The Killer In Me
By: Margot Harrison
Publication Date: July 12th, 2016
Seventeen-year-old Nina Barrows knows all about the Thief. She’s intimately familiar with his hunting methods: how he stalks and kills at random, how he disposes of his victims’ bodies in an abandoned mine in the deepest, most desolate part of a desert.
Now, for the first time, Nina has the chance to do something about the serial killer that no one else knows exists. With the help of her former best friend, Warren, she tracks the Thief two thousand miles, to his home turf—the deserts of New Mexico.
But the man she meets there seems nothing like the brutal sociopath with whom she’s had a disturbing connection her whole life. To anyone else, Dylan Shadwell is exactly what he appears to be: a young veteran committed to his girlfriend and her young daughter. As Nina spends more time with him, she begins to doubt the truth she once held as certain: Dylan Shadwell is the Thief. She even starts to wonder . . . what if there is no Thief?
If you emptied out your purse, wallet, desk drawer, pockets, backpack, beach bag, saddle bag, or fanny pack, what would we find?
A reporter’s notebook, a flash drive, spilled movie popcorn, movie ticket stubs, sand from Lake Champlain, acorns and pieces of beach shale, drafts of scenes scribbled on the backs of print-outs, disgustingly old lip gloss, dozens of Pilot Rolling Ball Extra Fine pens.
What is your writing process? Are you a plotter or a panster?
I’m a pantser for about the first thirty pages of the first draft. Sometimes all I have when I start is an idea for one character, one scene, one problem. I wing it, and then if I like what I have, I try to write an outline that goes all the way to the end of the book. When I actually write the book, I give myself freedom to change the outline if the characters are leading me somewhere else—which often happens!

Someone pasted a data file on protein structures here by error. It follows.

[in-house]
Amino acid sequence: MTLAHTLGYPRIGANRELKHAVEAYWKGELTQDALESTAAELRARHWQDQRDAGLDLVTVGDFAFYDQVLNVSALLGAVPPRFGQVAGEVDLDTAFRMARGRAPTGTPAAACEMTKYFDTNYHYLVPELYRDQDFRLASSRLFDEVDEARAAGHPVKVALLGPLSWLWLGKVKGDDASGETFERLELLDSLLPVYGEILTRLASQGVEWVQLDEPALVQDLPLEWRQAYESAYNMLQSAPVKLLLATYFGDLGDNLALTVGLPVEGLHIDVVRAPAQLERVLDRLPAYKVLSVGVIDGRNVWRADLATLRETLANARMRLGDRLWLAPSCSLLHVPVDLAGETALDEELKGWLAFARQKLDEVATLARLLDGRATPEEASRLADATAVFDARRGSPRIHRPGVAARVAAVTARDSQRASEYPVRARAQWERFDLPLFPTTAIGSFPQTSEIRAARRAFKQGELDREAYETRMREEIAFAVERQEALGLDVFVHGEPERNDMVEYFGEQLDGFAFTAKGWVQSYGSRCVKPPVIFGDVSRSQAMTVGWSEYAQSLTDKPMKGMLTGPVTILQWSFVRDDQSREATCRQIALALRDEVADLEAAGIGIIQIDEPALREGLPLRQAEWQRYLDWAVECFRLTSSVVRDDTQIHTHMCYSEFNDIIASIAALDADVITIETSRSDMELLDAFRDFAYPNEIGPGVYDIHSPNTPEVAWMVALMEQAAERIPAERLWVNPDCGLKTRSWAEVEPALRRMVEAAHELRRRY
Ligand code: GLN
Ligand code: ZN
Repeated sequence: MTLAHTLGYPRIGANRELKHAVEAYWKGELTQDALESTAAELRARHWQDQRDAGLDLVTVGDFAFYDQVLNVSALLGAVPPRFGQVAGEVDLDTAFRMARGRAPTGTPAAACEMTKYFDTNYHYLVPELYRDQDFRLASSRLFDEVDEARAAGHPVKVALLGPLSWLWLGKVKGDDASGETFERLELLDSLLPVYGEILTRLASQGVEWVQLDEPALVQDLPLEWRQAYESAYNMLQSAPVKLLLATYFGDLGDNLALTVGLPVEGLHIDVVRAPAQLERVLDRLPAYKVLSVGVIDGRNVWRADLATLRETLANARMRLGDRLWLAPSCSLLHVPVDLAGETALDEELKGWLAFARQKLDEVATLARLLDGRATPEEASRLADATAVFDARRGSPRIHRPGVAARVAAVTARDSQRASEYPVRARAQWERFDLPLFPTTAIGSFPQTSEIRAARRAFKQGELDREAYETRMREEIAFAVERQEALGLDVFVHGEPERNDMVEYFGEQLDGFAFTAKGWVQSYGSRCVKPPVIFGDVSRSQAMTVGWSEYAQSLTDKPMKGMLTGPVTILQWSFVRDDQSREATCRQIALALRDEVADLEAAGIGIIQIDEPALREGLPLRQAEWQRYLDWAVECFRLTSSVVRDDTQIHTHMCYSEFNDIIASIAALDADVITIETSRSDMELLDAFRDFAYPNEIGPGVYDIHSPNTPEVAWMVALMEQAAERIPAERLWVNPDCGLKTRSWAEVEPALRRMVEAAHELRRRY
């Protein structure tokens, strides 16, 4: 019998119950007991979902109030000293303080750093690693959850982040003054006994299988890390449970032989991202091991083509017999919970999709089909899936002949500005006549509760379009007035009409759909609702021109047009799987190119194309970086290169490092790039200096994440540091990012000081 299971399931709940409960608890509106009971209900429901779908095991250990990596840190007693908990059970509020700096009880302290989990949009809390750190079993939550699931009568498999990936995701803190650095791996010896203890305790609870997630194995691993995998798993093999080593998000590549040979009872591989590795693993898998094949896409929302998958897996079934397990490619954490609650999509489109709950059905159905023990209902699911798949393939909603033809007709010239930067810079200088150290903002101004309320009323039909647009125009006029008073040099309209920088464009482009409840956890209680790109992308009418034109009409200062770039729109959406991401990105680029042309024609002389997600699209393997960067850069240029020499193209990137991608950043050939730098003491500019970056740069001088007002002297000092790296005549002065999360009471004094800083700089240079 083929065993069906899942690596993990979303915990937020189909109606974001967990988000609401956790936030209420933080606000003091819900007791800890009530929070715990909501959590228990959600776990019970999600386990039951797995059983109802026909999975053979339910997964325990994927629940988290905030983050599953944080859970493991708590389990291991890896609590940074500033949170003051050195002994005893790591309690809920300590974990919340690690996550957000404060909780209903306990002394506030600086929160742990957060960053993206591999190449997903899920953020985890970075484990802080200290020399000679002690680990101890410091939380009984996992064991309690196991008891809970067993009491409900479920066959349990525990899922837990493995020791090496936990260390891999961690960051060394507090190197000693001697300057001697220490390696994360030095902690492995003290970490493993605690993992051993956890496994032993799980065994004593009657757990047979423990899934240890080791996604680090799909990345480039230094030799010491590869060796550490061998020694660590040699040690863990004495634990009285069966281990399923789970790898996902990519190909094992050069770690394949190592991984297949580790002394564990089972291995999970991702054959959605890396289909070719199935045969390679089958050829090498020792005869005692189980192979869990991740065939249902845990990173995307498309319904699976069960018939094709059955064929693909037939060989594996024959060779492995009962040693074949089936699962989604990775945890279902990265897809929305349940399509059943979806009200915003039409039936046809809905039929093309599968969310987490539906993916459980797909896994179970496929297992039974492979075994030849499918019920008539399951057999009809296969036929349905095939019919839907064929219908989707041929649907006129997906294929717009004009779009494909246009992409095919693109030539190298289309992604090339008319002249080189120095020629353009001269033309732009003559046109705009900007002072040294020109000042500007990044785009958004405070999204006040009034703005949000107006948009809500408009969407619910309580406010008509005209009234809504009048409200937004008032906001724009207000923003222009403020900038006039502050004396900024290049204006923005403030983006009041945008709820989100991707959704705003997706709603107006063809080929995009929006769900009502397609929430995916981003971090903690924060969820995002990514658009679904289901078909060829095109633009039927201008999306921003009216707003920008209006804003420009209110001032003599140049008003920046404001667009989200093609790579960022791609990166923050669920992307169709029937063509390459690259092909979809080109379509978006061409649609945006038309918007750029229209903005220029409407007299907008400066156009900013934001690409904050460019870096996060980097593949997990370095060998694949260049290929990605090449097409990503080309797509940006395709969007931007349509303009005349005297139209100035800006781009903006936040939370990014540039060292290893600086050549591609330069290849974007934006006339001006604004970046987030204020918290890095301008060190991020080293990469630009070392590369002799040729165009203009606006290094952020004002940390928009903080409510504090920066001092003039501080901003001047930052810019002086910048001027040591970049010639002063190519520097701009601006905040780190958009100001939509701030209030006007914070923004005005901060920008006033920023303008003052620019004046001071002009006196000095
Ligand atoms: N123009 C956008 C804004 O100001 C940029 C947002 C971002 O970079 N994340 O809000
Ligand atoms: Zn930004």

Describe yourself to us in five words or less:
Painstaking editor with weird imagination.
Describe you book in 5 words or less:
Don’t look into the abyss.
What are some fun facts you can share about the characters from your book or the world you created for it that may or may not have made it to the final draft of the book?
I had some fun scenes between the protagonist, Nina, and her friend-who-crushes-on-her, Warren, that had to be cut for pacing. At one point he teaches her not to be scared of highway driving—which is a sort of personal thing for me, because I have an on-and-off fear of highway driving.
One thing that did make it to the final draft was Nina’s white cat, Sugarman, who’s based on my beloved cat, Max, who died right after I started this book. I can’t say he’s a major character, but he has Max’s bad habit of attacking skunks.
In the first scene of the book, Nina uses the “last payphone” in her town so her call won’t be traced. I had a specific payphone in mind, in Montpelier, Vermont, and I’m pretty sure it doesn’t exist anymore! Soon no one will even know what a payphone is.
Do you have a special story behind your inspiration for the book?